As the hostess of your dinner party, you've got the tables and chairs rented, you've lined up the entertainment, and you know who plans to show. The hard part is done. But now it's time to figure out where all those guests are going to sit. The first step is making a list of who's coming followed by their overall personality type. Are they talkative and outgoing or shy and reserved? Pairing off your guests based on these criteria can make for an interesting yet fun evening. And better yet, you won't have to worry about your party being an epic fail. Here's the skinny on who goes where.
You are, by far, the most important guest. Don't let anyone else tell you otherwise. Be sure you're seated in a place where you can mingle with guests as well as go back and forth to the kitchen to check on things as smoothly and seamlessly as possible. If you have a guest of honor, they should be seated to your right. Oh, and no matter who you're with, be sure to laugh. A lot. You set the tone for your party, and your guests will follow your cue.
Every party has one: the girl who makes absolutely certain that everyone sees her clutching her Louis Vuitton bag all evening. She might talk incessantly about her hairdresser or the fact that her shopping trip got cut short last week when she broke a nail. The diva should be seated next to the politico, the introvert—who's too afraid to speak up—or the charmer, who will give her a run for her money.
This guy could literally make pleasant conversation with a statue. He knows what to say and how to say it, he'll compliment the food and music (even if he hates it), and he'll offer to help clean up, every time. There really isn't anyone he shouldn't be seated next to. Well, except for the politico. The charmer never wants to discuss politics because, well, it's politics.
If one of your guests is a politician, or just likes to talk politics all the time, never fear. This doesn't have to lead to ruin. Because they might lightly traipse or even full-on barge into controversial territory, they should be seated beside someone who can totally handle it. This would be the entertainer, the diva, or even you, the host.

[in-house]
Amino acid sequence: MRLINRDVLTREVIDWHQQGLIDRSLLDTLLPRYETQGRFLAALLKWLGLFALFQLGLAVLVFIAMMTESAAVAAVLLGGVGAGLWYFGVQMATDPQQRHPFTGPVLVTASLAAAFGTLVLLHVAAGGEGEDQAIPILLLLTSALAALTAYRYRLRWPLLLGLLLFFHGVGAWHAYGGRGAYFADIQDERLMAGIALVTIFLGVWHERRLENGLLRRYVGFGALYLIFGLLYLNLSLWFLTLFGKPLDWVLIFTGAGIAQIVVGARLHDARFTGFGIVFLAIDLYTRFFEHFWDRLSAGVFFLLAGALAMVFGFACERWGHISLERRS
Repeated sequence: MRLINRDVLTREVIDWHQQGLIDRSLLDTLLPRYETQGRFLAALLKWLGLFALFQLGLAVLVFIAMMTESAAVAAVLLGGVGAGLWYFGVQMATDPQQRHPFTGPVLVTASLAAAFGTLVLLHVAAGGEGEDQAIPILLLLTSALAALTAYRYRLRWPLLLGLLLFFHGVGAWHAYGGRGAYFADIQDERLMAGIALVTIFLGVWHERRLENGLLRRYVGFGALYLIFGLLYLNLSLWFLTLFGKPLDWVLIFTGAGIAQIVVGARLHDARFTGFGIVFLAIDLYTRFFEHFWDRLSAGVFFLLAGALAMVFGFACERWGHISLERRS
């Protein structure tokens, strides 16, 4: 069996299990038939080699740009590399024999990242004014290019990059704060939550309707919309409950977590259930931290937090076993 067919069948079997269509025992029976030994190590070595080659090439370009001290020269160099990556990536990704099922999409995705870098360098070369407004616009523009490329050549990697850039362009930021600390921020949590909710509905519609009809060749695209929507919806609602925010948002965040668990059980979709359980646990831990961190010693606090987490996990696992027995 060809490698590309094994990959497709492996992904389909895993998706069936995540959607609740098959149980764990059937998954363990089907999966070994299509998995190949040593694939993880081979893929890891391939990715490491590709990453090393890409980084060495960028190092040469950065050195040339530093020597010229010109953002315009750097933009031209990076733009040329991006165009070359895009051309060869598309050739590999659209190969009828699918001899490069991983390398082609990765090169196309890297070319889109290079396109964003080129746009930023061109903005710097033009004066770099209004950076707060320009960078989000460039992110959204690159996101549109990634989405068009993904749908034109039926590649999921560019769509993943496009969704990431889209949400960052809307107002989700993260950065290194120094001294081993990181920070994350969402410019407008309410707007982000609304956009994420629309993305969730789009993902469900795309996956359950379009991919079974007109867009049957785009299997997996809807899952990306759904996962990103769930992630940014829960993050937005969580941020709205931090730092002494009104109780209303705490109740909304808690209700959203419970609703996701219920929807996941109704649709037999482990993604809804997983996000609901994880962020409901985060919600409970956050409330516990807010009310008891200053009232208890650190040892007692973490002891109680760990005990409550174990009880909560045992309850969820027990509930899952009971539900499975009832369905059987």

This one is more likely to stare at the chicken on their plate than make eye contact with your guests. But it's all good. Seat the introvert next to the diva, the entertainer, or the charmer. Never ever seat them next to another introvert unless you want their table to implode from sheer boredom.
This one needs no explaining. The gossiper should be strategically placed near the charmer or the host, but never the introvert as they generally want nothing to do with gossip. The charmer and the gossiper are often two peas in the same pod, relaying stories back and forth all night long.
Always quick with a joke or just simply a great storyteller, the entertainer is well liked by most everyone. But they should only be seated next to a small handful of personality types. The entertainer will likely clash with the diva and the gossiper, but they pair very nicely with the politico, the introvert, or the charmer. Also, avoid sitting next to the entertainer yourself. After all, you should be doing some entertaining of your own.
There are several personality types that fall into the "oddball" category. It might be your cousin Wanda's uninvited guest or your ex-husband's new girlfriend that nobody knows. The oddball isn't necessarily weird; you just don't know where to put them because, well, you don't know them. So where should they sit? If possible, put them next to the charmer or the politico and enjoy what follows.
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